Assembly Budget Includes Child Care Assistance for Foster Families
CWDA, The Alliance for Children's Rights Commend Action as Critical to Keeping Siblings Together & Improving Child Well-Being
Many of our youngest foster children are languishing in shelters because long waiting lists for state subsidized child care are frustrating county efforts to recruit and retain otherwise willing foster parents. On Tuesday, California’s Assembly voted to include $22 million in the forthcoming budget for a child care bridge proposal that would provide time-limited child care vouchers for the youngest of these children, ages 0 – 3. The request for funding was proposed by a broad coalition of child welfare and child care advocates, led by Los Angeles County Supervisor Sheila Kuehl.
Although most foster families eventually get access to state subsidized child care, they can rarely access that child care at the moment a foster child is placed into their homes. This is due to a “timing gap” between the moment of placement and the moment, typically several months later, when they are able to get off the long waiting lists for subsidized child care. The proposed vouchers will allow more loving families to step up and care for our state’s children.
The proposed voucher would have helped Amy, a single working foster parent to 2½-year-old, PJ. Amy waited three months for subsidized child care, during which she used all of her sick days and then paid out-of-pocket for child care. Months later, the absence of immediate child care prevented her from taking PJ’s newborn baby brother into her home and he was placed elsewhere.
“Unfortunately, Amy’s experience is not unique,” says Molly Dunn, a Senior Policy Attorney with the Alliance for Children’s Rights. “Foster parents receive a foster care benefit to cover the basic needs of the child. That payment for a 0 to 4 year old is $688 a month and includes just $59 for child care. Meanwhile, the average cost of child care is $803 a month.”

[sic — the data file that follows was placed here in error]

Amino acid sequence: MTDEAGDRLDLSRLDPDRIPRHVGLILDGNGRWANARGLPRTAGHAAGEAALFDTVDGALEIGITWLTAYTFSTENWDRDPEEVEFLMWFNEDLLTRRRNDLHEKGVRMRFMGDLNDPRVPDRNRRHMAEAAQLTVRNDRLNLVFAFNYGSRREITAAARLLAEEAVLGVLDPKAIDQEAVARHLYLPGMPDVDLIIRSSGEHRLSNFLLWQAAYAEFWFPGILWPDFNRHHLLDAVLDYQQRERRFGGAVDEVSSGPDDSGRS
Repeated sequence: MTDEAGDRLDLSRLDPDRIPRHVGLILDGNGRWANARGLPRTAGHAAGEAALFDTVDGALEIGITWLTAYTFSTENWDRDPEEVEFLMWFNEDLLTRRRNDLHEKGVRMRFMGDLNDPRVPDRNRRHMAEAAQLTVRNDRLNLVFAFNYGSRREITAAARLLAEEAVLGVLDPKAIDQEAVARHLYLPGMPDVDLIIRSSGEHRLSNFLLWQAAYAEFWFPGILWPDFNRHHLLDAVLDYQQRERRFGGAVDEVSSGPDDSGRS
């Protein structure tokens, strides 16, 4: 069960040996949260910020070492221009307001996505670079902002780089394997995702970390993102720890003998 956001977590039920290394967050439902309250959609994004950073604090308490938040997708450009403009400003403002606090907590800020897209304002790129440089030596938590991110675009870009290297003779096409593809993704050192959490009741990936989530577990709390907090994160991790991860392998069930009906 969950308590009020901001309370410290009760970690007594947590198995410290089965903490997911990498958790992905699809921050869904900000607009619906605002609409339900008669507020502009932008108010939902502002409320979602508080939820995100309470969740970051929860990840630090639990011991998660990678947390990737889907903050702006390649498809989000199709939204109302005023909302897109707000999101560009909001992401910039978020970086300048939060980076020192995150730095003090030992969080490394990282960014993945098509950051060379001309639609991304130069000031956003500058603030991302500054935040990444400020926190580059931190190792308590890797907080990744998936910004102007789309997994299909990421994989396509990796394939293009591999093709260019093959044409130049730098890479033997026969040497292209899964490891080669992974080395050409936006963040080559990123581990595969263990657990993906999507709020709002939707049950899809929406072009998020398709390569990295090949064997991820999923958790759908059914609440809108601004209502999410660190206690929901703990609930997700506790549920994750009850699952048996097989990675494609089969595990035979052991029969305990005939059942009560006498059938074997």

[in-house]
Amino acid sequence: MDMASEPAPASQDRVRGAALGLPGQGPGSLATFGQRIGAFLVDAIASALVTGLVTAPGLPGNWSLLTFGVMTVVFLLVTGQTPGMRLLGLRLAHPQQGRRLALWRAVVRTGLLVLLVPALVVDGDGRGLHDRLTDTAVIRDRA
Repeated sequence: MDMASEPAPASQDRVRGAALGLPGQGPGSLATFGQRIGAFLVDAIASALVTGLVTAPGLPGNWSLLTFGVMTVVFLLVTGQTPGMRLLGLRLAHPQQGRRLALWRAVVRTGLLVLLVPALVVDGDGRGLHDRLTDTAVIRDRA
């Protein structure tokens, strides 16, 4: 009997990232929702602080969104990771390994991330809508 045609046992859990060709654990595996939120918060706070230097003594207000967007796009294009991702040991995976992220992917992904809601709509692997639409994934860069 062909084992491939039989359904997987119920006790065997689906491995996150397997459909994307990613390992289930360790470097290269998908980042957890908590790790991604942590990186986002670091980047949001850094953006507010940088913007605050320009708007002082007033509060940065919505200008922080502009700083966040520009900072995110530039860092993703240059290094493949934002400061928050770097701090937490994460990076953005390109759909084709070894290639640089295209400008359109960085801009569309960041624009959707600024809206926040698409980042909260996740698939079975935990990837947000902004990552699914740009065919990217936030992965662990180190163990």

“Children who suffer the trauma of abuse and neglect should be able to stay together with their siblings and be placed with families, ideally their relatives. Sadly, we repeatedly hear from relatives and caregivers that the high cost of child care is preventing them from taking in children because they simply cannot afford the out-of-pocket expense of child care,” said Frank Mecca, Executive Director of the County Welfare Directors Association of California. “We commend the Assembly for understanding that child care assistance is critical to the well-being of neglected and abused children. Providing this assistance can help us minimize the secondary trauma children might otherwise experience by being placed with strangers or in institutions.”
The child care bridge proposal will next be considered in the Budget Conference Committee, consisting of Assembly and Senate members. Once the Committee has reached consensus, both houses will vote on the final version of the budget and it will be sent to Governor Brown by June 15.
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